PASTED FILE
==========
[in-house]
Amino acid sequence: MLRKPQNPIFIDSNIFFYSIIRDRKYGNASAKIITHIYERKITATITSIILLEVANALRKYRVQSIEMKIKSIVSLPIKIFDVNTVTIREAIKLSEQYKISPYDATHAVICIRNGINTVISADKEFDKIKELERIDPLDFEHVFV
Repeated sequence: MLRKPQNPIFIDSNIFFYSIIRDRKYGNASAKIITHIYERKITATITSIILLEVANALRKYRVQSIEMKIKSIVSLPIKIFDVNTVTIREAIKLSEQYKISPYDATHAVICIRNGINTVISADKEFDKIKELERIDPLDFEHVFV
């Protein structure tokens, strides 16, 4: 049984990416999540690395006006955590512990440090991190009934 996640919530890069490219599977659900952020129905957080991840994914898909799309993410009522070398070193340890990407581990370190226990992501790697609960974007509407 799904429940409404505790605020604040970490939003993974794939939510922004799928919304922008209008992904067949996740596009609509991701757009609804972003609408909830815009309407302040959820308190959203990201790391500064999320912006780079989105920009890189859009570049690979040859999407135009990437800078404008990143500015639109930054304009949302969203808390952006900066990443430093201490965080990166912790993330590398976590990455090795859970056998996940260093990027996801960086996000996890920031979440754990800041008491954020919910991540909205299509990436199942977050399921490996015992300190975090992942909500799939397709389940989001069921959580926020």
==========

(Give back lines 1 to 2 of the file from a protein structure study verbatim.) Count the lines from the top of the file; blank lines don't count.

[in-house]
Amino acid sequence: MLRKPQNPIFIDSNIFFYSIIRDRKYGNASAKIITHIYERKITATITSIILLEVANALRKYRVQSIEMKIKSIVSLPIKIFDVNTVTIREAIKLSEQYKISPYDATHAVICIRNGINTVISADKEFDKIKELERIDPLDFEHVFV